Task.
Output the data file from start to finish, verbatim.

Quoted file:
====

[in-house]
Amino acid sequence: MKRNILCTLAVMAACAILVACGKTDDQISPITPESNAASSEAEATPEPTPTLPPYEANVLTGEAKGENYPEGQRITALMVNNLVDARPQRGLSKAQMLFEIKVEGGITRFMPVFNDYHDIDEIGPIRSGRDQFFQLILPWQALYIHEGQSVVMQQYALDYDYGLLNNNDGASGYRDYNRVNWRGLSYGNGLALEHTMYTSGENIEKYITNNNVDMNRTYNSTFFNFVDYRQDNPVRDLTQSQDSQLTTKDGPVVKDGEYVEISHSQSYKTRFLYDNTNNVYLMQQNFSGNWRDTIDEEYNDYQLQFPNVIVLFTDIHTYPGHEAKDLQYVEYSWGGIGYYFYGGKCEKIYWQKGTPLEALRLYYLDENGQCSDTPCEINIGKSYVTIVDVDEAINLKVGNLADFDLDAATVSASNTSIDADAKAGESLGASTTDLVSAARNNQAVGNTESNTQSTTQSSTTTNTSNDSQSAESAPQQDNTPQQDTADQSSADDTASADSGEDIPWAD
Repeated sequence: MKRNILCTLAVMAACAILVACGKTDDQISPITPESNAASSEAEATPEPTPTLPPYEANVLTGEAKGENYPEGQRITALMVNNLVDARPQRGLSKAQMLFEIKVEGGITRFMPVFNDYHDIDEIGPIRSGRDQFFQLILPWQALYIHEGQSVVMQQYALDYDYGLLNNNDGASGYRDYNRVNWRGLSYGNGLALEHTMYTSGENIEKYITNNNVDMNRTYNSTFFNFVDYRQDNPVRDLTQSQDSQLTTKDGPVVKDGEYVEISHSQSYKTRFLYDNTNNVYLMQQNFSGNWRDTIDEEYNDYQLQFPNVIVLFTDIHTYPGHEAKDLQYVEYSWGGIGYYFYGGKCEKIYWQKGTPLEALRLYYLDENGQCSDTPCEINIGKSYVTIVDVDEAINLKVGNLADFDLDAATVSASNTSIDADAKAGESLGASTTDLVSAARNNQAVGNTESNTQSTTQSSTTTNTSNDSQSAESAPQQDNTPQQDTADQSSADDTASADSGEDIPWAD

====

[in-house]
Amino acid sequence: MKRNILCTLAVMAACAILVACGKTDDQISPITPESNAASSEAEATPEPTPTLPPYEANVLTGEAKGENYPEGQRITALMVNNLVDARPQRGLSKAQMLFEIKVEGGITRFMPVFNDYHDIDEIGPIRSGRDQFFQLILPWQALYIHEGQSVVMQQYALDYDYGLLNNNDGASGYRDYNRVNWRGLSYGNGLALEHTMYTSGENIEKYITNNNVDMNRTYNSTFFNFVDYRQDNPVRDLTQSQDSQLTTKDGPVVKDGEYVEISHSQSYKTRFLYDNTNNVYLMQQNFSGNWRDTIDEEYNDYQLQFPNVIVLFTDIHTYPGHEAKDLQYVEYSWGGIGYYFYGGKCEKIYWQKGTPLEALRLYYLDENGQCSDTPCEINIGKSYVTIVDVDEAINLKVGNLADFDLDAATVSASNTSIDADAKAGESLGASTTDLVSAARNNQAVGNTESNTQSTTQSSTTTNTSNDSQSAESAPQQDNTPQQDTADQSSADDTASADSGEDIPWAD
Repeated sequence: MKRNILCTLAVMAACAILVACGKTDDQISPITPESNAASSEAEATPEPTPTLPPYEANVLTGEAKGENYPEGQRITALMVNNLVDARPQRGLSKAQMLFEIKVEGGITRFMPVFNDYHDIDEIGPIRSGRDQFFQLILPWQALYIHEGQSVVMQQYALDYDYGLLNNNDGASGYRDYNRVNWRGLSYGNGLALEHTMYTSGENIEKYITNNNVDMNRTYNSTFFNFVDYRQDNPVRDLTQSQDSQLTTKDGPVVKDGEYVEISHSQSYKTRFLYDNTNNVYLMQQNFSGNWRDTIDEEYNDYQLQFPNVIVLFTDIHTYPGHEAKDLQYVEYSWGGIGYYFYGGKCEKIYWQKGTPLEALRLYYLDENGQCSDTPCEINIGKSYVTIVDVDEAINLKVGNLADFDLDAATVSASNTSIDADAKAGESLGASTTDLVSAARNNQAVGNTESNTQSTTQSSTTTNTSNDSQSAESAPQQDNTPQQDTADQSSADDTASADSGEDIPWAD